Things first time buyers need to know about buying their home

Buying your first property is a daunting proposition. There are many steps in the process and at Prince Evans we will do all we can to guide you along the way. With that in mind, here are 5 things you need to know about buying your first property:

  1. If you are buying with a mortgage then it is advisable to get approval from a lender before you start your search. Pick the right mortgage for you and make sure you shop around before settling for one. Once you are pre-approved, then you are ready to home-hunt. When you find your ideal home, you will need to make a detailed application to your lender so keep your mortgage advisors details close to hand.
  1. Choose your ideal location before searching for your home. Even if you do not have children, living near a school will enhance the value of your property.
  1. When deciding on your budget remember to factor in the costs of purchase, so as well as your deposit, you will need to cover legal fees and disbursements (such as search fees and registration fees) and Stamp Duty Land Tax.
  2. Although the budget may be tight on your first property purchase, it is really important not to scrimp on the cost of a good survey. Try to have at least a ‘Homebuyer’s Report’ carried out and not just the mortgage company’s basic valuation. A property survey will ensure you are not only aware of any hidden flaws the property may have but also that you are paying what the property is worth taking in to account any major works it might need.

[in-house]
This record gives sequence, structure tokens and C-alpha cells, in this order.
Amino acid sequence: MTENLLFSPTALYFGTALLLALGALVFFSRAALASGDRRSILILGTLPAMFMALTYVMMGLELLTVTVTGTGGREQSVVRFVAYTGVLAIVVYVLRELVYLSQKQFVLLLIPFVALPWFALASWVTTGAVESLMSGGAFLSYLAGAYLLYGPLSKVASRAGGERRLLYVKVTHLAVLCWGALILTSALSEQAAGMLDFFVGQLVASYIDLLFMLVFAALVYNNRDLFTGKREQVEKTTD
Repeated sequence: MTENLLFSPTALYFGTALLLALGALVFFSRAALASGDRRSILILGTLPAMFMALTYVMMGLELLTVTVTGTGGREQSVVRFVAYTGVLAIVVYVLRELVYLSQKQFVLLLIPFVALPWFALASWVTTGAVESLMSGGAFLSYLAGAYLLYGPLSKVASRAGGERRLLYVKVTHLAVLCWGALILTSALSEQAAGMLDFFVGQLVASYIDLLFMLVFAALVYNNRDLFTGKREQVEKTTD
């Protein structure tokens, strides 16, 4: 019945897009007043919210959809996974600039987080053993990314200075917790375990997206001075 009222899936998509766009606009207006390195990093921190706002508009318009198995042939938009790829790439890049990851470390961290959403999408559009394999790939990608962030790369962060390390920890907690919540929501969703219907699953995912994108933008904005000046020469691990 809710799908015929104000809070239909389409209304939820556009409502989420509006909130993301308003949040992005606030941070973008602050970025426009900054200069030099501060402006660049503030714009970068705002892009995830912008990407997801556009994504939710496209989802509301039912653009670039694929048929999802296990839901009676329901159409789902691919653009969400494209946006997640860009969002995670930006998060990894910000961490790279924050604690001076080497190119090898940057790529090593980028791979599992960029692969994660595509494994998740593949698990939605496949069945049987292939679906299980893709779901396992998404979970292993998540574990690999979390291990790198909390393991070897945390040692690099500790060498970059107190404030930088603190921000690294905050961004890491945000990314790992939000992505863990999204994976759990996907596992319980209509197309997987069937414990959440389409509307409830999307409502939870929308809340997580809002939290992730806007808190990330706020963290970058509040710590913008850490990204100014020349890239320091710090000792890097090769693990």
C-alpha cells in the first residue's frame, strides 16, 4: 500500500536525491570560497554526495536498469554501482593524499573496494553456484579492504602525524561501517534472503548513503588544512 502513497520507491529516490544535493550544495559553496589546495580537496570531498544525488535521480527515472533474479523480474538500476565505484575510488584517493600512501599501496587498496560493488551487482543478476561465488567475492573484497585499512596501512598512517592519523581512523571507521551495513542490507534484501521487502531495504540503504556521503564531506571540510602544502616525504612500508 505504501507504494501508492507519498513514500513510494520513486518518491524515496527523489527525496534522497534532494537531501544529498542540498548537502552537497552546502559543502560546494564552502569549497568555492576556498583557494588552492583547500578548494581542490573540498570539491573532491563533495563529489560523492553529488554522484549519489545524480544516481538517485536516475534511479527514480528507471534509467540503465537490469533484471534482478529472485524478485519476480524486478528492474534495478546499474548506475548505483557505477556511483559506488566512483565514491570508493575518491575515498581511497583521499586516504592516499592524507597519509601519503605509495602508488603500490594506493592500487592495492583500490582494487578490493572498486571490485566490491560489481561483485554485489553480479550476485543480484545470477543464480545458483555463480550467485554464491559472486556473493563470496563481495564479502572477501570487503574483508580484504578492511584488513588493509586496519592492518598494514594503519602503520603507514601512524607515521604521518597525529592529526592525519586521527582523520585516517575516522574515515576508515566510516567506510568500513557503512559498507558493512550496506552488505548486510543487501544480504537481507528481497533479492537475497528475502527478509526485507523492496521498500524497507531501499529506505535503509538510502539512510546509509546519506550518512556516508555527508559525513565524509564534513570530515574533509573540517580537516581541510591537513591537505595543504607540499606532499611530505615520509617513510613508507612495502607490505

3. Pick the right conveyancer! There are many ‘cheap’ options on the internet, but a mix of unqualified staff carrying out the legal work and potentially missing important points and also not being able to return your enquiries quickly can actually end up costing you much more in the long run. A good conveyancer will be your main point of contact and be only a phone call away to answer any questions you may have and guide you through the process.

We wish you happy home hunting and the best of luck for this adventure. If you would like to instruct Prince Evans please contact the Residential Conveyancing Team CLICK HERE

What happens to your digital legacies upon death

When an individual dies their assets are often left to family members, friends or charities in their Wills. Where there is no valid Will, the deceased’s assets are shared out according to the rules of intestacy. Someone that dies without having a Will is an intestate person. Married or civil partners and other close relatives can inherit under such rules. Therefore making a legally valid Will allows a person to protect their estate and determine in it who inherits what.